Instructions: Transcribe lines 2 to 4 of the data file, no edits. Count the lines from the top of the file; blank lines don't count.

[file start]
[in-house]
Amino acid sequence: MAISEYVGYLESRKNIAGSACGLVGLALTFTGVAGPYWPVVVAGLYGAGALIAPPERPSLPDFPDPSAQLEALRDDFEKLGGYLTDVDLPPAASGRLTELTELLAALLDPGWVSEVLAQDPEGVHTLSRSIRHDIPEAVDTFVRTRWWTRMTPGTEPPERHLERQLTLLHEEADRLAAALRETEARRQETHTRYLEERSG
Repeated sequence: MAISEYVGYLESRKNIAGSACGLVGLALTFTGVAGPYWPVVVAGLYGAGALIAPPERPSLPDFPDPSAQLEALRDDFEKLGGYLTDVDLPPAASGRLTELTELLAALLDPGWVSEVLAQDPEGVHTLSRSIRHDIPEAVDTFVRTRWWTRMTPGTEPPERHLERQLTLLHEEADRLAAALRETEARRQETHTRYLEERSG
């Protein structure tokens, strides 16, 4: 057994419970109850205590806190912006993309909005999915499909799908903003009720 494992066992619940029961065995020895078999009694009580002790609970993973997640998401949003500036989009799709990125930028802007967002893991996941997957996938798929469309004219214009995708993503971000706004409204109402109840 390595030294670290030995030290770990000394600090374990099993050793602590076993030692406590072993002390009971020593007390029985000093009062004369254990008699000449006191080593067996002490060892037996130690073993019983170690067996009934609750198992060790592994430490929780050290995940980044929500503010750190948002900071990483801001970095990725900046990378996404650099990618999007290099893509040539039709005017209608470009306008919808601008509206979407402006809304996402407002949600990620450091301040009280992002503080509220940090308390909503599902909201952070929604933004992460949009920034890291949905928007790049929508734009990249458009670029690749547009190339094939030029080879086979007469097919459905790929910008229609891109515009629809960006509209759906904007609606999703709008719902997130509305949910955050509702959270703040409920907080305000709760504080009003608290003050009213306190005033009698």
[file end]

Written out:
Amino acid sequence: MAISEYVGYLESRKNIAGSACGLVGLALTFTGVAGPYWPVVVAGLYGAGALIAPPERPSLPDFPDPSAQLEALRDDFEKLGGYLTDVDLPPAASGRLTELTELLAALLDPGWVSEVLAQDPEGVHTLSRSIRHDIPEAVDTFVRTRWWTRMTPGTEPPERHLERQLTLLHEEADRLAAALRETEARRQETHTRYLEERSG
Repeated sequence: MAISEYVGYLESRKNIAGSACGLVGLALTFTGVAGPYWPVVVAGLYGAGALIAPPERPSLPDFPDPSAQLEALRDDFEKLGGYLTDVDLPPAASGRLTELTELLAALLDPGWVSEVLAQDPEGVHTLSRSIRHDIPEAVDTFVRTRWWTRMTPGTEPPERHLERQLTLLHEEADRLAAALRETEARRQETHTRYLEERSG
């Protein structure tokens, strides 16, 4: 057994419970109850205590806190912006993309909005999915499909799908903003009720 494992066992619940029961065995020895078999009694009580002790609970993973997640998401949003500036989009799709990125930028802007967002893991996941997957996938798929469309004219214009995708993503971000706004409204109402109840 390595030294670290030995030290770990000394600090374990099993050793602590076993030692406590072993002390009971020593007390029985000093009062004369254990008699000449006191080593067996002490060892037996130690073993019983170690067996009934609750198992060790592994430490929780050290995940980044929500503010750190948002900071990483801001970095990725900046990378996404650099990618999007290099893509040539039709005017209608470009306008919808601008509206979407402006809304996402407002949600990620450091301040009280992002503080509220940090308390909503599902909201952070929604933004992460949009920034890291949905928007790049929508734009990249458009670029690749547009190339094939030029080879086979007469097919459905790929910008229609891109515009629809960006509209759906904007609606999703709008719902997130509305949910955050509702959270703040409920907080305000709760504080009003608290003050009213306190005033009698």